If the capital markets had to be characterized by one quality this year, it would be the low level of volatility. And if changes in investor behavior had to be characterized by one quality, it would be the rise of passive investing.
So are the two trends related?
Some experts, such as Sandler O'Neill research analyst Richard Repetto, see a connection.
"There's no one resounding answer to [why we've seen] this low volatility," Repetto, who covers the brokers and exchanges, said Tuesday on CNBC"s "Trading Nation. " But the growth of assets in exchange-traded funds, which largely track indexes, "has had some impact."
Repetto pointed out that the first quarter of 2017 was the least volatile quarter for the S&P 500 in decades — which is just one among a host of stats showing how anomalous the lack of market movement has been.
Interestingly, this general decline in volatility has come in an environment in which it is not uncommon to see big volatility spikes in reaction to surprising events such as the U.K. vote to exit the European Union or Donald Trump's election.
The fact that the low level of realized volatility (which is distinct from, but largely explains, the low level of expected future volatility portrayed by the VIX) comes amid potentially anxiety-making world events leaves Repetto reaching for market structure-based causes.
"My explanation is that [high-frequency trading] and the growth of ETF assets are reducing volatility," Repetto wrote in a recent research note.
There may be something to this, acknowledged Seddik Meziani, professor of finance at Montclair State University's Feliciano School of Business.
"To a large extent, I disagree that low volatility is being caused by ETFs," Meziani, the author of three books about exchange-traded funds, told CNBC in a Thursday phone interview.
That said, "I would go so far as to say that it's exacerbated by this new tool. I would grant that maybe volatility wouldn't reach these highs and lows as easily if ETFs weren't around" given that "now you can express your sentiment toward the economy a little more easily."
Meziani's last point hints at a famous puzzle in finance. Why, academics such as Robert Shiller, have asked, are markets so much more volatile than the underlying economy?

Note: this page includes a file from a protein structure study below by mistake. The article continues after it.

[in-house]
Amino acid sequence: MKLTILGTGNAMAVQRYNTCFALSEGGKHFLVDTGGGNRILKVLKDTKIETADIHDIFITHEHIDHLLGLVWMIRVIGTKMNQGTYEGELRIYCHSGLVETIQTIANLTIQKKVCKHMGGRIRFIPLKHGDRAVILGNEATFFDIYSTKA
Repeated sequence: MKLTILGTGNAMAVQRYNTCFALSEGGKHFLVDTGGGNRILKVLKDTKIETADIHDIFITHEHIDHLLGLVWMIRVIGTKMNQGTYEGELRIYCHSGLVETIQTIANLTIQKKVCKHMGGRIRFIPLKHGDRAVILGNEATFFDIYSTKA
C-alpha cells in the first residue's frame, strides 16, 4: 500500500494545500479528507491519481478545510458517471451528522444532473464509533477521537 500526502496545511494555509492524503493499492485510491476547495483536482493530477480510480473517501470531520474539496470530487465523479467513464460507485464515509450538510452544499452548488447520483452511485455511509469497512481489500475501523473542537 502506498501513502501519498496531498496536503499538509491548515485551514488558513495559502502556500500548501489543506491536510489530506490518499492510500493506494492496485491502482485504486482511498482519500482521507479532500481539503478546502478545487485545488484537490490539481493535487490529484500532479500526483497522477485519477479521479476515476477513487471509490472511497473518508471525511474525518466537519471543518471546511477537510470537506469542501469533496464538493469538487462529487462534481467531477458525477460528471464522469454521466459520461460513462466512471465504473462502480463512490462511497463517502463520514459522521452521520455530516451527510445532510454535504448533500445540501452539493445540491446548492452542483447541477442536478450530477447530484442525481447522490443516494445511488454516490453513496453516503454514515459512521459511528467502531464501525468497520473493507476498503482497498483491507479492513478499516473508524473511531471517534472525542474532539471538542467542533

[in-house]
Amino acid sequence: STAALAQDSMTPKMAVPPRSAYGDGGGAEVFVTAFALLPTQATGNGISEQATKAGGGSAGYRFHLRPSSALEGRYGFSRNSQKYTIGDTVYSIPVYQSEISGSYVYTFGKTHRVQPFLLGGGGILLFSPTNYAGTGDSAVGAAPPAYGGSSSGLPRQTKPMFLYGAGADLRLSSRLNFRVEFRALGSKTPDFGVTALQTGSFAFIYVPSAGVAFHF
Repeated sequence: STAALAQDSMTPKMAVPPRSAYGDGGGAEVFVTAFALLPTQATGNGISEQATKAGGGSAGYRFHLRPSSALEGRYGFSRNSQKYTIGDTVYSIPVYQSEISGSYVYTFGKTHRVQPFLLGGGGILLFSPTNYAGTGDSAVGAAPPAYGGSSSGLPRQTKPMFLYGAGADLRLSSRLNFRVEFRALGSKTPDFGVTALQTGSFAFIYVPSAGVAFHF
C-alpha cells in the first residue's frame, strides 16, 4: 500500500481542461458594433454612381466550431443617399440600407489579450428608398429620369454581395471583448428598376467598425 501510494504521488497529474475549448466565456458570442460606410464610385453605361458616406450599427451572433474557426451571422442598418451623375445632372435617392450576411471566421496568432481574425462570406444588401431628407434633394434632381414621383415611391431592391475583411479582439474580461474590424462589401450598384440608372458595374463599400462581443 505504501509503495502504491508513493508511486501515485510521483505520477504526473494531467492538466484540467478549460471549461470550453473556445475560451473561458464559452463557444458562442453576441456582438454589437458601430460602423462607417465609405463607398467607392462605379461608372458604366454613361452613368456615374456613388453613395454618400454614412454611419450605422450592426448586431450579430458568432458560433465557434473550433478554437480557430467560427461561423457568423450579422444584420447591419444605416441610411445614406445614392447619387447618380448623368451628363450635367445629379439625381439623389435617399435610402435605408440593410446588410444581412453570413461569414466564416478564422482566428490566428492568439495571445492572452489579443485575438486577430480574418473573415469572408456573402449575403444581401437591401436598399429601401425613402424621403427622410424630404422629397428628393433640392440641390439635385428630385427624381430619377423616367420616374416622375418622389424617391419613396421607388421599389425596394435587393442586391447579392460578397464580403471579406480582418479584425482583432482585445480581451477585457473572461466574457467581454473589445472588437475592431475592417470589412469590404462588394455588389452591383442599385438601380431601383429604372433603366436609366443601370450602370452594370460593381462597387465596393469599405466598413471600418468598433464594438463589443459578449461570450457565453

"It has often been objected in popular discussions that stock price index are too 'volatile', i.e., that the movements in stock price indexes could not realistically be attributed to any objective new information, since movements in the indexes are 'too big' relative to actual subsequent movements in dividends," is how Shiller summed up the problem in a widely cited 1980 paper. And this was before stocks crashed in October 1987 for no apparent reason whatsoever.
When considered within this framework, it seems that fretting over the decline in volatility may be a bit silly — akin to demanding that a chef explain why a once-inedible dish no longer scorches the taste buds.
"If there is excess volatility due to non-fundamental reasons, eliminating it will result in lower volatility and more efficient markets," Stefano Giglio, associate professor of finance at the University of Chicago's Booth School at Business, wrote to CNBC on Monday.
"If market participants and arbitrageurs are able to eliminate some of the excess price fluctuations that are generated by deviations from fundamental values, this is certainly better for investors," Giglio added.
To be sure, it's far from obvious that a decline in volatility is good for investors.
As Ian Dew-Becker, assistant professor of finance at Northwestern's Kellogg school, pointed out in an email, it's hard to prove that equity volatility has indeed been higher than economic volatility.
On top of that, the recent decline in stock market volatility has come amid an "extremely stable" period for economic growth, which means that whether fundamental and actual volatility "have gotten closer to each other is a separate question that I don't know the answer to."
Finally, while reduced volatility lowers the risk of buying at a poor price, it also reduces the opportunity to buy at a great one.
Still, for the average investor who is more interested in seeing their money grow alongside the economy than in snatching up incredible bargains, the decline of volatility is probably a boon.
And the fact that one of the causes of this lower volatility may be their vehicle for doing so cheaply may be the icing on the cake.